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Physicist Explains How a Stuntman Lept From a Helicopter Without a Parachute and Lived


"people have jumped from much higher distances and survived just fine."

Just last week, stuntman Gary Connery jumped from a helicopter wearing a wingsuit and sailed to the ground 2,400 feet below onto a runway of 18,600 cardboard boxes without deploying a parachute.

(Related: Stunning video: Man skydives onto 18,600 cardboard boxes without a parachute)

Now, physicist Rhett Allain from Southeastern Louisiana University is ready to tell us just how Connery did it without, well, killing himself.

First, if you missed the video of Connery's descent, check out this version Allain found:

For Wired's Dot Physics Allain uses these reported measurements for comparison purposes:

  • That the 18,600 boxes were set up in a way that the runway was 12 feet tall, 350 feet long and 40 feet wide.
  • That Connery's descent to the boxes began a mile in the air.

Allain says Connery had two things going for him in this descent: 1) how the "wingsuit slows him down a bit as well as allows him to “pull up” a bit before landing so that he is moving more forward than downward" and 2) how the set-up of the boxes break Connery's fall and lessened his change for injury.

Allain uses Tracker Video Analysis tool to help him explain how he arrives at certain calculations involving Connery's stunt.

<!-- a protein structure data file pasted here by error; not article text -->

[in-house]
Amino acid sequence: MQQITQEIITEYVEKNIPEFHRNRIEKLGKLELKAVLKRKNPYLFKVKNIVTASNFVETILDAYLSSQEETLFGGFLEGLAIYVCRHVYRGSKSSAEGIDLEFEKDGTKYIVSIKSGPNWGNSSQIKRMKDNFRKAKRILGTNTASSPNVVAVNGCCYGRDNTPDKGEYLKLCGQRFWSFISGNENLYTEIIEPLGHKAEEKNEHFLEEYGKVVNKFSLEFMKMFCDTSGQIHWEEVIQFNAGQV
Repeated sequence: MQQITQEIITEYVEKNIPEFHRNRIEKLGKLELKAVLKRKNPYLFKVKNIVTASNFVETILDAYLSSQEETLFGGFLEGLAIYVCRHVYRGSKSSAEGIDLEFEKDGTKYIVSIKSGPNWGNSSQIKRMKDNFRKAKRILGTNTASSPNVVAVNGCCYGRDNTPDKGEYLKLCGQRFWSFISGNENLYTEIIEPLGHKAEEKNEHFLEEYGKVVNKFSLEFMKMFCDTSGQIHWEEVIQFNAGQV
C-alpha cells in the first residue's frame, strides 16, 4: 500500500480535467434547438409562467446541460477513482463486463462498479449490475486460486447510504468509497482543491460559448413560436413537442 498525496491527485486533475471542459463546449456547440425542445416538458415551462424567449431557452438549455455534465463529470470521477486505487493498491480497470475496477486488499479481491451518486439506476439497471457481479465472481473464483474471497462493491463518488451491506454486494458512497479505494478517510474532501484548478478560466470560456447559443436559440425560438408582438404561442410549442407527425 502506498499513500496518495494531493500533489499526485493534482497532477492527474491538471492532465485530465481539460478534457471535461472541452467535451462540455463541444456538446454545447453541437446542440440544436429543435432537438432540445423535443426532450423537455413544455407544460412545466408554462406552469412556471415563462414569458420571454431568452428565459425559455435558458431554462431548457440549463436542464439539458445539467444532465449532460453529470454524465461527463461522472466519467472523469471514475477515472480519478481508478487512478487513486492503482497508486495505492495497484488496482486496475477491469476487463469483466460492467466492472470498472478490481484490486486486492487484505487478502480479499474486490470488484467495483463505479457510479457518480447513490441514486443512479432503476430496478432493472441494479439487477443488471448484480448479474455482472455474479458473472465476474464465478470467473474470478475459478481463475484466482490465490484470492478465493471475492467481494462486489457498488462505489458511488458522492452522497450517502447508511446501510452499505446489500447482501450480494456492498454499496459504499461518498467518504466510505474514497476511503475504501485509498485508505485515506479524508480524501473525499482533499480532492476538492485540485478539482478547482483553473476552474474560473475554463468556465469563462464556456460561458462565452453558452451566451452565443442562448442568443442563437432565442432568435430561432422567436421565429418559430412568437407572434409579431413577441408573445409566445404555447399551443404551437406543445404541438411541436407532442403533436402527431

Based on Allain's measurements, Connery's speed was 16.8 mph going downward and 46.3 mph going forward. Compared to reports of his speed, Allain was on target, which with the video analysis having some perspective flaws Allain says is "crazy it is so close [because] these things never work out like that." Allain then finds that Connery was traveling 33.7 mph horizontally when he was descending upon the boxes at the end with a vertical speed at this point of 19 mph.

Allain takes this 19 mph of vertical speed one step further wondering how high someone would have to be to reach this speed to fall onto the boxes (as if they were just jumping off a platform onto them). His calculations show they would need to be 60 feet in the air, which he states shouldn't "be so bad if you land in these boxes" because "people have jumped from much higher distances and survived just fine."

Check out Allain's full post on Wired for even more technical detail here.

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